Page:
Aptis for Teachers: Speaking Test 2 with Sample B2 Answers
Here it is at last! Speaking Test 2 with sample B2 answers for the Teachers’ exam. Sorry about the delay – we’re already recording two more Aptis for Teachers videos, so you’re going to have a lot of new material very soon!
All our videos are read by native speakers in order to help you improve your pronunciation as well as the content of your responses. We also recommend you to pause the video as you go, and repeat the sample answers. Pay attention to the intonation too.
Before looking at this version with sample B2 answers, make sure you’ve already practised with Aptis for Teachers: Speaking Practice Test 2. Working with the mock-exam version first will help you think about the content of your answers in each part. We want you to use the sample answers as a framework for your own personal responses, not just copy them. As a teacher yourself, you’ll know that it’s very obvious when a student has simply learnt answers by heart!
So once you’ve had a go at Test 2, you’ll be ready to watch Aptis for Teachers: Test 2 with Sample B2 Answers. We hope you find it useful, and we’re sure that it’ll give you lots of ideas.
Aptis for Teachers Test 2 with B2 Answers
Here’s the video script with sample B2 answers. Look at the variety of structures and lexical items we’ve used, and think about how you could incorporate some of them into your own responses. We’ve decided to highlight the lexical items this time, as we think they’ll be very useful for you. But make sure you pay attention to the use of grammatical structures too (past perfect, used to + infinitive, 2nd conditional, etc).
We’ve included a reminder of the time available for you to speak. You should always try to speak for the full amount of time. But remember that the responses in this video are prepared model answers read out by native speakers. We’ve fitted in as much as we can so as to give you as many ideas as we can. Your responses in the test will nearly all be spontaneous, so they don’t expect you to be able to give such full answers. We say nearly all, because in Part Four you have one minute to plan what you’re going to say.
And also remember that you don’t have to tell the truth all the time! Sometimes a question can leave you completely blank. So if you can’t think of a good true answer, invent one!
Speaking Part One
30 seconds per answer.
Please tell me about your typical working day.
I get up early, grab a coffee and drive to school. At 8.30 we have a short briefing with the head of department. My classes start at 9.00, and the first thing I do is take the register. I have an hour for lunch at 12.30, and at 3.30 it’s everyone’s favourite time of the day – home time!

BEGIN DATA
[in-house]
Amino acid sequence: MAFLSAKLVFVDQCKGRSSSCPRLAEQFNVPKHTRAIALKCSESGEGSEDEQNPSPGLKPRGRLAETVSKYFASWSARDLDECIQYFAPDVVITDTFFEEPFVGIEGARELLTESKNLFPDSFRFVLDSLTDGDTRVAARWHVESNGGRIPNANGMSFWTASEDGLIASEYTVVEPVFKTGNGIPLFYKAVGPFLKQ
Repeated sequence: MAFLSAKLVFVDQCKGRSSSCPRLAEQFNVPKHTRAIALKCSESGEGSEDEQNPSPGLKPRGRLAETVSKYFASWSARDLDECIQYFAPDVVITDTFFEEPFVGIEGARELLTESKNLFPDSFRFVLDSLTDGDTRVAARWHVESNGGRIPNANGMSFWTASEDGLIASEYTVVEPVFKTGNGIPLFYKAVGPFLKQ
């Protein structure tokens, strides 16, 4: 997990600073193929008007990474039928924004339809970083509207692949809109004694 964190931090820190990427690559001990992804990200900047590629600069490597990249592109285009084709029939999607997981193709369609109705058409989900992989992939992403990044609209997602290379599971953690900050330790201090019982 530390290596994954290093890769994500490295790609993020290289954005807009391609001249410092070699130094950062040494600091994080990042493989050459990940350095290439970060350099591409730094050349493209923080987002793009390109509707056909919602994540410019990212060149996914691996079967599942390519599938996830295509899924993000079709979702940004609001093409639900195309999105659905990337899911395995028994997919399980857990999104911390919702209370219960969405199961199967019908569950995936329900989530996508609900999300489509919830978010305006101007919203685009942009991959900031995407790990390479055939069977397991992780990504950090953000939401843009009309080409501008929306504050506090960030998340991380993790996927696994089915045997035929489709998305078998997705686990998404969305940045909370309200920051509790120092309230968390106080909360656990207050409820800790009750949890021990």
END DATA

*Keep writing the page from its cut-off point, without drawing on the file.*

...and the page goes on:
grab a coffee (idiom) – get/buy/drink a quick coffee
a briefing – a type of meeting where you are given instructions
take the register – check students’ attendance
What do you usually do in your free time?
I love going to the gym – I train around five times a week. I also enjoy going out with my friends. We normally meet every weekend in the city centre, then have a bite to eat. After that, we go for a wander around town and often go window-shopping, as we don’t have much money to spend.
have a bite to eat – have a light meal
go for a wander – walk slowly, often without any particular sense of purpose or direction
go window-shopping – look at the goods in shop-windows, usually without intending to buy anything
Please tell me about the last course you took.
The last course I took was an Aptis preparation course in a language school in Tashkent city centre. I hadn’t done a language course since university, and I felt my English was getting a little rusty. The lessons were fun and the teacher was funny – she really made an effort to involve everybody.
rusty – when you haven’t practised a skill recently, you describe it, or yourself, as rusty
make an effort – really try
fun vs. funny – ‘fun’ refers something you enjoy, while ‘funny’ makes you laugh
Speaking Part Two
45 seconds per answer.
Describe this picture. (It shows three girls dressed as chefs, standing behind a table covered with cakes.)
The picture shows three girls who look about 12 years old. They’re standing behind a table in a garden, decorating cakes. They could be at a party, or maybe it’s a wedding reception, as there’s an enormous pink cake covered with flowers. The girls are all wearing brightly-coloured aprons and chef’s hats. The tall one on the left is smiling and holding out a plate of cup-cakes. The one in the middle looks a bit angry, but the other girl is smiling too.
look about 12, looks a bit angry – look + adjective
an enormous pink cake – adjective order. When there’s more than one adjective, they normally follow this order*: opinion, size, physical qualities …
(*We’ll be posting an explanation with a mini-test about adjective order soon.)
What practical or real-world skills, such as cookery, are taught in your country?
Let me think … I’m not sure many of the subjects children do at school do prepare them for real life! Maybe I.T.? Computer skills are definitely vital in the real world. Students are also taught financial literacy, which is a necessary real-world skill. And arts and crafts isn’t only creative – children learn how to follow processes too. They also learn teamwork through sports and games. Some schools teach cookery – I wish more did, as it seems to be a lost skill.